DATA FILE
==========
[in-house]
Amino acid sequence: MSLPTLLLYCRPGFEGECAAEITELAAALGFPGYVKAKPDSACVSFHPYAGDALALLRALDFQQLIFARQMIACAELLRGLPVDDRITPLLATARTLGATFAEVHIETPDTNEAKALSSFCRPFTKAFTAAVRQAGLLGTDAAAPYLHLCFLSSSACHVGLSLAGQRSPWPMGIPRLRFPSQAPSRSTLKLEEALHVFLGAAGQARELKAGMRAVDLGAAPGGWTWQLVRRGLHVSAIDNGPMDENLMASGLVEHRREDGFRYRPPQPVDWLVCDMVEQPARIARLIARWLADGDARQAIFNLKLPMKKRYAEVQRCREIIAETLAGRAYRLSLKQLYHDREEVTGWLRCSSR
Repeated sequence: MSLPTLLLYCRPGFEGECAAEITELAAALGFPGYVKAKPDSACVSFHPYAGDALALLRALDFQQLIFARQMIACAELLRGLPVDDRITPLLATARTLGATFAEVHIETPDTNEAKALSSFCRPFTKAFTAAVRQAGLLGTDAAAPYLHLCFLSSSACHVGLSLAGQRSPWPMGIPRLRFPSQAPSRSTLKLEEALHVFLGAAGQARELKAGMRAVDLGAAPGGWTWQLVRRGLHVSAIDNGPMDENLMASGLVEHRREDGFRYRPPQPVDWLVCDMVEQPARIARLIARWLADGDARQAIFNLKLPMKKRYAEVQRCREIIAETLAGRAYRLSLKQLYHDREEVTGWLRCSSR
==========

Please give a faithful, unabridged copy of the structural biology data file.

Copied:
[in-house]
Amino acid sequence: MSLPTLLLYCRPGFEGECAAEITELAAALGFPGYVKAKPDSACVSFHPYAGDALALLRALDFQQLIFARQMIACAELLRGLPVDDRITPLLATARTLGATFAEVHIETPDTNEAKALSSFCRPFTKAFTAAVRQAGLLGTDAAAPYLHLCFLSSSACHVGLSLAGQRSPWPMGIPRLRFPSQAPSRSTLKLEEALHVFLGAAGQARELKAGMRAVDLGAAPGGWTWQLVRRGLHVSAIDNGPMDENLMASGLVEHRREDGFRYRPPQPVDWLVCDMVEQPARIARLIARWLADGDARQAIFNLKLPMKKRYAEVQRCREIIAETLAGRAYRLSLKQLYHDREEVTGWLRCSSR
Repeated sequence: MSLPTLLLYCRPGFEGECAAEITELAAALGFPGYVKAKPDSACVSFHPYAGDALALLRALDFQQLIFARQMIACAELLRGLPVDDRITPLLATARTLGATFAEVHIETPDTNEAKALSSFCRPFTKAFTAAVRQAGLLGTDAAAPYLHLCFLSSSACHVGLSLAGQRSPWPMGIPRLRFPSQAPSRSTLKLEEALHVFLGAAGQARELKAGMRAVDLGAAPGGWTWQLVRRGLHVSAIDNGPMDENLMASGLVEHRREDGFRYRPPQPVDWLVCDMVEQPARIARLIARWLADGDARQAIFNLKLPMKKRYAEVQRCREIIAETLAGRAYRLSLKQLYHDREEVTGWLRCSSR